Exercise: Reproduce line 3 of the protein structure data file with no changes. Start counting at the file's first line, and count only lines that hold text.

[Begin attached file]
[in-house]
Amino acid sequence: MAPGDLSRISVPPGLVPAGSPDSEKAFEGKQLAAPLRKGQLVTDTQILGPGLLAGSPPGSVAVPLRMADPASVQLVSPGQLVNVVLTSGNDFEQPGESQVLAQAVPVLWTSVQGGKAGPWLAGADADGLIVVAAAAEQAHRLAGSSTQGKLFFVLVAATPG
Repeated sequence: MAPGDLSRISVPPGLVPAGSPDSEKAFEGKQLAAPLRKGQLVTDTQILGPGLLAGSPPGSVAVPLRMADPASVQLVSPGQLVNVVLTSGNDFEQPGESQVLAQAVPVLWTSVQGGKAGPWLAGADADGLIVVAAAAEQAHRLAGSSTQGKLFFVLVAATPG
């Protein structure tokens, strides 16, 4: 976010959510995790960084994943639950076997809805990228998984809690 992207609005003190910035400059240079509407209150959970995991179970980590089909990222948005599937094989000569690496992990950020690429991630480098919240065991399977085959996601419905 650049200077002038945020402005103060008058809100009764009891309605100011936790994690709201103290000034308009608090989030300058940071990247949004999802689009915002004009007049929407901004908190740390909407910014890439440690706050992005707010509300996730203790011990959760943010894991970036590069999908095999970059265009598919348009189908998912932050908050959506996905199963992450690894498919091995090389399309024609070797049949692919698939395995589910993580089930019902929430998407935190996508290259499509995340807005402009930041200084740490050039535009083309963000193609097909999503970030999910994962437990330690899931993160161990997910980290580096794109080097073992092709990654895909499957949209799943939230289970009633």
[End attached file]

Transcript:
Repeated sequence: MAPGDLSRISVPPGLVPAGSPDSEKAFEGKQLAAPLRKGQLVTDTQILGPGLLAGSPPGSVAVPLRMADPASVQLVSPGQLVNVVLTSGNDFEQPGESQVLAQAVPVLWTSVQGGKAGPWLAGADADGLIVVAAAAEQAHRLAGSSTQGKLFFVLVAATPG